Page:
Yesterday, the World Press Photo opened in Barcelona. I went with a friend, of course filled with expectations to see something amazing, but my expectations were surpassed and I was moved beyond words.
The space they are using for the exhibition is a bit cave-like; the air is a bit humid and not overly fresh, it is dark, with just lights on the actual pictures.
Complete focus on the stories that the photos convery; no distractions, no cold airconditioning to make you freeze, no bright lights, nothing. Just you and the faces of people from around the world- people like you and me, who have been through all of these events, which moct of us only read about in the news or talked about before moving our conversations to more pleasant events.
Below are some of the pictures which moved me the most. For personal reasons obviosuly- as we are all subjected by our own personal conditionings and the types of feelings and compassion we react with.
This photo stunned me.
It is a picture of a man throwing a corpse onto a pile of other corpses, in Haiti, Port-au-Prince, after the devastating earthquake which killed hundreds of thousands of people in at the beginning of 2010.
This man is throwing, THROWING, a dead young boy's corpse, onto this pile of other, already dead, people...
I had a million thoughts running through my head. What does this guy in white feel right now? Has he shut off all feelings to be able to do this horrid work- because it is necessary- and then thoughts continued about the whole cycle of life and death, and how a corpse is treated, in most cultures, with a lot of ritual and respect, but how when in a mega-format-disaster like this one, we just have to dig through the piles of death and get them out of the way, to not spread disease to the living.
The face of this woman.
The picture is quite blurry, even the "real" one in the exhibition, but what really comes through here with full feeling and intensity, is the expression of this woman.
She was found after days buried under a building.
The pictures from Haiti moved me the most. To tears.
And it was the same during the time of the actual event- I had the "luck" of having a TV with CNN in my New Delhi "hotel". Cold water, 2-3 degrees celsius at night, 8 blankets, and the news from Haiti, obviously created for me a very strong experience, as I was stuck in Delhi due to the fog, for two weeks, and couldn't go anywhere. I watched the news and lived the news.
But as the face of this woman tells above, and the story the first picture tells, what amazes me the most, is survival, and strength, of the human heart, when tested to the extreme.
Street scene, Calcutta, India.
Pictures of India often move me a lot.
I have a very strong love-hate-relationship with India (sort of like with Barcelona?!)- I'm unfortunately not at all like the people who LOVE India and go year after year, feeling so at home and at ease when they are there. I feel a LOT when I am there and I am very very dedicated to hating everything when there. In short- it makes me FEEL and I guess that is what i love about it. I FEEL hate, disgust, pity, anger, all of it together...and then suddenly, as a waft of thick smoke from an incense-cone rinses over my being, I feel love. As I inhale the fragrance, all the chaos washes away, and I deeply love the mess called India.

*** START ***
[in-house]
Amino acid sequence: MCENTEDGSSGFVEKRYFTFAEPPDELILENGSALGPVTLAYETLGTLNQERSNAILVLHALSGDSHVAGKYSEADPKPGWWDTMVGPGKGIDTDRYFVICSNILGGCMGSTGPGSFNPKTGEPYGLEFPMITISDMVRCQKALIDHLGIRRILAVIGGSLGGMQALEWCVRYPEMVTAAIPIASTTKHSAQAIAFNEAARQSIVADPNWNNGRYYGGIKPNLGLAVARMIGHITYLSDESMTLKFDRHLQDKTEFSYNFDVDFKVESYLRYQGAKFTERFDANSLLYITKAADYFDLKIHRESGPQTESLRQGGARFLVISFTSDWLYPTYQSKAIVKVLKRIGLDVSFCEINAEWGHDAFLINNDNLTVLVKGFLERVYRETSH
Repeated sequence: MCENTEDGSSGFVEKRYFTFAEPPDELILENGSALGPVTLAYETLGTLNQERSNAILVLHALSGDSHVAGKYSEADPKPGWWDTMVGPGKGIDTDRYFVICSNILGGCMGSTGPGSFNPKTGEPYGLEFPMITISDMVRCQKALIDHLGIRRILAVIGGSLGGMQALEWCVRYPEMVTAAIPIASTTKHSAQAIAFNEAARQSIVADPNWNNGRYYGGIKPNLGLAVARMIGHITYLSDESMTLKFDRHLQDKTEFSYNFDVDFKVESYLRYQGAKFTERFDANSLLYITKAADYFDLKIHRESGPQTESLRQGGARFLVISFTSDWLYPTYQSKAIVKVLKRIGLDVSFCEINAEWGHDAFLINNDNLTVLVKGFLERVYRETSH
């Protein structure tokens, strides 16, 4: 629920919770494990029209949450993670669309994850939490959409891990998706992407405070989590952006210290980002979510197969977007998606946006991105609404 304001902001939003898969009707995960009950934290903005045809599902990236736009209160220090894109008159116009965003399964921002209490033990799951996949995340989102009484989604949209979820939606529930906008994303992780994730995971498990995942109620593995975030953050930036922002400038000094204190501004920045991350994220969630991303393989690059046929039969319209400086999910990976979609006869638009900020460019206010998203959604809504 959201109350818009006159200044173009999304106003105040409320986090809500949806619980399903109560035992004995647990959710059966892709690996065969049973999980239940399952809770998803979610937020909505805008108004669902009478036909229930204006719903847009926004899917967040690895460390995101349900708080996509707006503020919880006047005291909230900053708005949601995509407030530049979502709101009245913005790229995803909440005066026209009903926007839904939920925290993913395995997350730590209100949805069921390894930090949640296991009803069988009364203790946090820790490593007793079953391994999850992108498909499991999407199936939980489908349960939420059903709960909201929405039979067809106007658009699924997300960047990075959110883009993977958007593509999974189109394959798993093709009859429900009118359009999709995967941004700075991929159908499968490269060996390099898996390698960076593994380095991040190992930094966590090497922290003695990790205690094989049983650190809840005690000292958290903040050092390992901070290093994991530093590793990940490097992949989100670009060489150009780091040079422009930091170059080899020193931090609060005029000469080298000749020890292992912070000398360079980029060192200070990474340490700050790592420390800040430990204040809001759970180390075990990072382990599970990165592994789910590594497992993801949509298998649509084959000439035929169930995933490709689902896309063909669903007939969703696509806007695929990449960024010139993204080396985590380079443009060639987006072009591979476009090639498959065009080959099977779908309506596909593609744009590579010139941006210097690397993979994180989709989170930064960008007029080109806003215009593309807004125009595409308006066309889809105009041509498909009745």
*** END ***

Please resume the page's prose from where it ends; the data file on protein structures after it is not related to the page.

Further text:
This picture is taken in Dhaka, Bangladesh, at the train station. It too moves me, (Bangladesh), like India does. It's got the same quality of absolute chaos and colourful devastation. The photo was taken during one of the big Muslim holidays in 2010, when the people residing in Dhaka were trying to get home to their villages for the holiday. Dhaka is becoming one of the world's most polulated city, but most of its latest inhabitants are from villages, having come to the city in search of work.
I spent two (looong) weeks in Bangladesh in 2005. During these two weeks I saw ONE other foreigner. A Japanese guy. The rest of the time it was me, surrounded my millions and trillions and billions of Bangaldeshi people, who most of the time just stared at me. When I tried to talk to them, they looked away and giggled.
I, too, tried to travel from Dhaka during one of the biggest Muslim holidays- Eid al-Fitr. I was on this station, waiting for the train with a zillion other people, and when the train arrived, everyone threw themselves at the train. Including me- as I did not really have a choice. I was pushed and squeezed with the force of the masses of the people onto the train.
I did get to my destination after 22 hours of sqeezing, barely breathing, definitely not peeing, torn clothes, and a lot of feelings of THANK YOU LORD for allowing me to experience such a crazy thing- which to the 200 millions or so people of Bangladesh, is just everyday life.
The strength of the human. Remarkable!